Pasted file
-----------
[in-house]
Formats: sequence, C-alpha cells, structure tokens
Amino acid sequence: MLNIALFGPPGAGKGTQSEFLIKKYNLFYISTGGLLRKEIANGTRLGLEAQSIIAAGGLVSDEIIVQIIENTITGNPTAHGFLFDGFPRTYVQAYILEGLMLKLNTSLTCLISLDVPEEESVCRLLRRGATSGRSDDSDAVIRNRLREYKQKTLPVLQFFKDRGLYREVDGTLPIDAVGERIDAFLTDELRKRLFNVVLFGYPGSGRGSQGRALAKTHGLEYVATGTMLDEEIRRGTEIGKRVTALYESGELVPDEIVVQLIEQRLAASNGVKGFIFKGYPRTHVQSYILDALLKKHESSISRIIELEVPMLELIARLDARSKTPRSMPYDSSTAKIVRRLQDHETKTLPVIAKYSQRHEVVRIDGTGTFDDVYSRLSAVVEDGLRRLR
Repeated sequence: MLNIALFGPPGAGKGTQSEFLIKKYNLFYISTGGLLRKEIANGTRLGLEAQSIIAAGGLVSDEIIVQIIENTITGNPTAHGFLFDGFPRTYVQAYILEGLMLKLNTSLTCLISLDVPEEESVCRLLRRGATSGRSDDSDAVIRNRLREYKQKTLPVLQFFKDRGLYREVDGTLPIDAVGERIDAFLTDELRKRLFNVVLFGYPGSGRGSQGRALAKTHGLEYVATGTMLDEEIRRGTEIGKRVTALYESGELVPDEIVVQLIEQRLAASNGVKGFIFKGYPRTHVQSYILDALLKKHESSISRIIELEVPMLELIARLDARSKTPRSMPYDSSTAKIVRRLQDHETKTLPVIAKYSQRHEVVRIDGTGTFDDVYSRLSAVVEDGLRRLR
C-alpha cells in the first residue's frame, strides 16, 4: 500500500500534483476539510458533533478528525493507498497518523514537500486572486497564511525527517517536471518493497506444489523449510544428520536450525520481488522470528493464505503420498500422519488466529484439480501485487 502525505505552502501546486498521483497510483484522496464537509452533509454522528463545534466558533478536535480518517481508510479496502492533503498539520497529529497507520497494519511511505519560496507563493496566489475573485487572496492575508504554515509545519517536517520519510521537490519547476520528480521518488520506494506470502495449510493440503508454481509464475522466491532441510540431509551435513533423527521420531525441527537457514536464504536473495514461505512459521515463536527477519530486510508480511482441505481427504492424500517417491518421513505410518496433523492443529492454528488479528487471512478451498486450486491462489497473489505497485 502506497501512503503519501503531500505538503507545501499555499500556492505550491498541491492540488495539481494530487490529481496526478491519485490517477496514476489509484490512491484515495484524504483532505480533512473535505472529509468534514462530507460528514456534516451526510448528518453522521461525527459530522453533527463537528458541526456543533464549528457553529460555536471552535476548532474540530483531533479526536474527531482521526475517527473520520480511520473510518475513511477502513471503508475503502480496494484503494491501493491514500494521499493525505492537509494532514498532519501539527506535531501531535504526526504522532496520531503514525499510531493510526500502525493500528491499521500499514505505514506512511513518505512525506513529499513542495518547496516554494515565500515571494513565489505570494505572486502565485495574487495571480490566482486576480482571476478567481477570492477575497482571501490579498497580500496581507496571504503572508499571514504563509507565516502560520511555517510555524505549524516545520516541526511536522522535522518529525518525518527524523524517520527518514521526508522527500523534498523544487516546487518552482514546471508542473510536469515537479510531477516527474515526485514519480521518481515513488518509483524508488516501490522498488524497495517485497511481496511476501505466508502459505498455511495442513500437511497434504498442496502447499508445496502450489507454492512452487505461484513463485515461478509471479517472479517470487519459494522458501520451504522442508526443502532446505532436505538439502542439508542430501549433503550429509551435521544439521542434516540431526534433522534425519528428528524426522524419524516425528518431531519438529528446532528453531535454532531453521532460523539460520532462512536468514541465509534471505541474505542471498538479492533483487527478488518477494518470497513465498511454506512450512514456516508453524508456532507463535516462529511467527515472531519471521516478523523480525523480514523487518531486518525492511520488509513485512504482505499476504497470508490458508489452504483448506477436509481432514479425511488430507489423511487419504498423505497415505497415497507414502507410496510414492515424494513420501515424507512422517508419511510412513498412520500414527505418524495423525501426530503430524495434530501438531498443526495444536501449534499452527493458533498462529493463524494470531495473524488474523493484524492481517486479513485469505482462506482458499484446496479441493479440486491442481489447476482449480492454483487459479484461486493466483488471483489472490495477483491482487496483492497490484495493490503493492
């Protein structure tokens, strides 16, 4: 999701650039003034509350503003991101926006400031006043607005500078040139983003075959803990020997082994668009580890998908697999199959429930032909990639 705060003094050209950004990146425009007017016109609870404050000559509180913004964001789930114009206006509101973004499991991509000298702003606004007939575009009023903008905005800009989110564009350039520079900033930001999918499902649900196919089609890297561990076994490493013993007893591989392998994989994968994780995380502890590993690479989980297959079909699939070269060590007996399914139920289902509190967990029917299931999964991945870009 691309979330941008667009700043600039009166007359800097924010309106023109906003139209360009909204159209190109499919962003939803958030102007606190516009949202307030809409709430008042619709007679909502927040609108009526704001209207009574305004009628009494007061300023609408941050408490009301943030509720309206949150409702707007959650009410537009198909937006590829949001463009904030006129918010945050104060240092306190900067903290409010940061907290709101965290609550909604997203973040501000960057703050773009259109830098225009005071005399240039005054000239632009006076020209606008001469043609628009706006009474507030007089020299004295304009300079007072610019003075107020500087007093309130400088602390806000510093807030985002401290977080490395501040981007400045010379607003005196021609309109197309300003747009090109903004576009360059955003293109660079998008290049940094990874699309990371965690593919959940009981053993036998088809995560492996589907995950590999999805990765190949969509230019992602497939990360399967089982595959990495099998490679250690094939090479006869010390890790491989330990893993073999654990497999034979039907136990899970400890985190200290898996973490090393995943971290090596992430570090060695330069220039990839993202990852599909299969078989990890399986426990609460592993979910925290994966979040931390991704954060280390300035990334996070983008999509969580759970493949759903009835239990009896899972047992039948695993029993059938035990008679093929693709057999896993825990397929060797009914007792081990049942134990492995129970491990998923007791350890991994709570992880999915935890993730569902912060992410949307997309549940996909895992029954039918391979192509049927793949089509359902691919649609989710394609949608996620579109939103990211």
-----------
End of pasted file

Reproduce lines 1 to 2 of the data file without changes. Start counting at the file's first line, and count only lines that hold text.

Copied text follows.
[in-house]
Formats: sequence, C-alpha cells, structure tokens